Colorado House panel OKs bill requiring DNA sample for certain Class 1 offenses

Posted: April 12, 2013 in local news, Police State, Politics
Tags: ,
Posted:   04/11/2013 03:26:08 PM MDT
April 12, 2013 2:19 PM GMTUpdated:   04/12/2013 08:19:55 AM MDT

By Kurtis Lee
The Denver Postdenverpost.com

After hours of testimony, spirited back-and-forths among lawmakers about its premise and the adoption of several amendments, a bill that would require collection of DNA with a misdemeanor conviction passed a House committee Thursday evening.

Under the drastically amended measure, any Class 1 misdemeanor convictions under the criminal code in Colorado would require an individual to submit an oral DNA sample to be stored in a state database.

The bill, which passed with bipartisan support on a 9-2 vote, now moves to the House Finance committee.

“This will help solve crimes and exonerate the innocent,” bill sponsor Rep. Dan Pabon, D-Denver, said before the vote.

Originally, Pabon had wanted those convicted of a Class 1, Class 2 or Class 3 misdemeanor to be required to submit a DNA sample — a move that raised concerns among several lawmakers on the House Judiciary Committee.

Class 1 misdemeanors under the criminal code vary from assault to forgery and trespassing. They also include unlawful recording of a live performance and inciting a riot.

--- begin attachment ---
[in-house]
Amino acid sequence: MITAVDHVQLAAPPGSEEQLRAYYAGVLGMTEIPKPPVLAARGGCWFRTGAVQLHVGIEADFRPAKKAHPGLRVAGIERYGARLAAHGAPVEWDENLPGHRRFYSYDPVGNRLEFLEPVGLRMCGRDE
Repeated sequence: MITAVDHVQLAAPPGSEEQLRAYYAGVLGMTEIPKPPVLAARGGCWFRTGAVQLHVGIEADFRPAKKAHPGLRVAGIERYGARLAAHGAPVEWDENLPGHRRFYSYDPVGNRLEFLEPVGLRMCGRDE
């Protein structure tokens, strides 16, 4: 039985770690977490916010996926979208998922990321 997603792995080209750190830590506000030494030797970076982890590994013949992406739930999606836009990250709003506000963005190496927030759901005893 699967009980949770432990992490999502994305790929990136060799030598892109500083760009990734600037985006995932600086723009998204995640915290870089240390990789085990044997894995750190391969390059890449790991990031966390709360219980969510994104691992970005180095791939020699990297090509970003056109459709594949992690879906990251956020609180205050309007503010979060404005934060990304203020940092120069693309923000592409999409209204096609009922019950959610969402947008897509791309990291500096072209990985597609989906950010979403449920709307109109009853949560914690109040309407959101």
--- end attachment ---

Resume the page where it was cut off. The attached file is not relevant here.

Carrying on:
Pabon called this a public-safety issue that will solve cold cases, exonerate those wrongfully convicted and prevent future crimes.

Opponents from the American Civil Liberties Union of Colorado and proponents, including law enforcement, victims and district attorneys, gathered in a Capitol conference committee room Thursday to offer testimony.

“Making a faulty policy that presumes that all of these criminal-code crimes are likely to correlate to worse crimes — this seems to be expedient instead of good policy,” said Denise Maes, public policy director at the state ACLU.

In Colorado, those charged with a felony or misdemeanor sexual misconduct must submit a DNA sample. If convicted of a Class 1 misdemeanor under the criminal code, a person would have to pay a $128 fee to cover the costs.

Boulder County District Attorney Stan Garnett, a supporter of the measure, said the broadness of the bill raises valid concerns.

“But unless the collection is pretty broad, it’s almost meaningless,” he said.

DNA collected from those charged with a felony or some misdemeanors is stored in a secure database, and the actual swab is stored in a secure vault at Colorado Bureau of Investigation headquarters.

Prior to the amendment phase, Rep. Jared Wright, R-Fruita, argued to Pabon that there are 30 pages of Class 1 misdemeanors in Colorado that include relatively minor offenses and that DNA collection is a serious process.

Read more: Colorado House panel OKs bill requiring DNA sample for certain Class 1 offenses – The Denver Post http://www.denverpost.com/breakingnews/ci_23005906/colorado-bill-require-dna-sample-minor-offenses-draws#ixzz2QGk0ExvI
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